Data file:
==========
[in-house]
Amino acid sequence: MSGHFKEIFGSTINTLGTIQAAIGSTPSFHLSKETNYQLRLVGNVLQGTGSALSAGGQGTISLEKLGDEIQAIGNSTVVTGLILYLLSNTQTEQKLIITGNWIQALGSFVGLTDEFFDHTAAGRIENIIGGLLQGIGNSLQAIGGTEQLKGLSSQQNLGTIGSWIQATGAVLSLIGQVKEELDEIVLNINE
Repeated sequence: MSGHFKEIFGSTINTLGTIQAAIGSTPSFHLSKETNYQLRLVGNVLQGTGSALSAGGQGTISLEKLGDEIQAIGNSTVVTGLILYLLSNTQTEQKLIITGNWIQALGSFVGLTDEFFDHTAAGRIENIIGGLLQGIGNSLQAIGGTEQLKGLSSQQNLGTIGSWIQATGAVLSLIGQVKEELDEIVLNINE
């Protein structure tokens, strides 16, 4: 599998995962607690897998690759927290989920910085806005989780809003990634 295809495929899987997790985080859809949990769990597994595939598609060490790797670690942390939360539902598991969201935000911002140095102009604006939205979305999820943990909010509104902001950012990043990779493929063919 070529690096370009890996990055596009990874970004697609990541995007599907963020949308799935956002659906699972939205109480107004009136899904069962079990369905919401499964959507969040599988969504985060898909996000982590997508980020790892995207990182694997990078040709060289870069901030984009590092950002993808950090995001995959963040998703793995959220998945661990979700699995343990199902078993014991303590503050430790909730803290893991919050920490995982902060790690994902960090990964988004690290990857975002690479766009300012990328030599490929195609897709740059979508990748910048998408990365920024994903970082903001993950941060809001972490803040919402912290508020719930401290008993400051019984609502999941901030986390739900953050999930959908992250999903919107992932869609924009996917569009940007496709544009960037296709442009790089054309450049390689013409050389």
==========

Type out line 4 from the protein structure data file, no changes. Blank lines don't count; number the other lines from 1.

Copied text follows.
């Protein structure tokens, strides 16, 4: 599998995962607690897998690759927290989920910085806005989780809003990634 295809495929899987997790985080859809949990769990597994595939598609060490790797670690942390939360539902598991969201935000911002140095102009604006939205979305999820943990909010509104902001950012990043990779493929063919 070529690096370009890996990055596009990874970004697609990541995007599907963020949308799935956002659906699972939205109480107004009136899904069962079990369905919401499964959507969040599988969504985060898909996000982590997508980020790892995207990182694997990078040709060289870069901030984009590092950002993808950090995001995959963040998703793995959220998945661990979700699995343990199902078993014991303590503050430790909730803290893991919050920490995982902060790690994902960090990964988004690290990857975002690479766009300012990328030599490929195609897709740059979508990748910048998408990365920024994903970082903001993950941060809001972490803040919402912290508020719930401290008993400051019984609502999941901030986390739900953050999930959908992250999903919107992932869609924009996917569009940007496709544009960037296709442009790089054309450049390689013409050389």